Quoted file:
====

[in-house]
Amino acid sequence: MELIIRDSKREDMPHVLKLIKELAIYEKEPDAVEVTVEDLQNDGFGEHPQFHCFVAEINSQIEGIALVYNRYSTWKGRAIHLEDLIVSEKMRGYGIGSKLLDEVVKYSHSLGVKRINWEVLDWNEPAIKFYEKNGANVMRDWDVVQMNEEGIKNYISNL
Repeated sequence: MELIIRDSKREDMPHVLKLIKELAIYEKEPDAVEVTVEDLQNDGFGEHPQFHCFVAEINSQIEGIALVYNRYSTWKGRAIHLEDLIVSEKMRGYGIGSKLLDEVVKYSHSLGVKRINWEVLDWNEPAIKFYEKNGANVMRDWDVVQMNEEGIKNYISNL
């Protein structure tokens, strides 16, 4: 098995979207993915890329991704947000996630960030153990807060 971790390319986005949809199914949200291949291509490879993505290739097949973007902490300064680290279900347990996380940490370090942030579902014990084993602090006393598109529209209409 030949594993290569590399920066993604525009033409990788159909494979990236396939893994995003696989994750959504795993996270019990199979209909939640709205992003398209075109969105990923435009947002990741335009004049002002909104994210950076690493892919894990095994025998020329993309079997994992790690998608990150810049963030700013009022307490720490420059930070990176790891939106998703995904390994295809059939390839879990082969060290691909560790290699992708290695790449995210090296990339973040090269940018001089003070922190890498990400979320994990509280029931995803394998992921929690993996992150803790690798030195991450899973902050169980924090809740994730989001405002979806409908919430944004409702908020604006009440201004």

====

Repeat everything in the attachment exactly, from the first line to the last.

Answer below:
[in-house]
Amino acid sequence: MELIIRDSKREDMPHVLKLIKELAIYEKEPDAVEVTVEDLQNDGFGEHPQFHCFVAEINSQIEGIALVYNRYSTWKGRAIHLEDLIVSEKMRGYGIGSKLLDEVVKYSHSLGVKRINWEVLDWNEPAIKFYEKNGANVMRDWDVVQMNEEGIKNYISNL
Repeated sequence: MELIIRDSKREDMPHVLKLIKELAIYEKEPDAVEVTVEDLQNDGFGEHPQFHCFVAEINSQIEGIALVYNRYSTWKGRAIHLEDLIVSEKMRGYGIGSKLLDEVVKYSHSLGVKRINWEVLDWNEPAIKFYEKNGANVMRDWDVVQMNEEGIKNYISNL
């Protein structure tokens, strides 16, 4: 098995979207993915890329991704947000996630960030153990807060 971790390319986005949809199914949200291949291509490879993505290739097949973007902490300064680290279900347990996380940490370090942030579902014990084993602090006393598109529209209409 030949594993290569590399920066993604525009033409990788159909494979990236396939893994995003696989994750959504795993996270019990199979209909939640709205992003398209075109969105990923435009947002990741335009004049002002909104994210950076690493892919894990095994025998020329993309079997994992790690998608990150810049963030700013009022307490720490420059930070990176790891939106998703995904390994295809059939390839879990082969060290691909560790290699992708290695790449995210090296990339973040090269940018001089003070922190890498990400979320994990509280029931995803394998992921929690993996992150803790690798030195991450899973902050169980924090809740994730989001405002979806409908919430944004409702908020604006009440201004």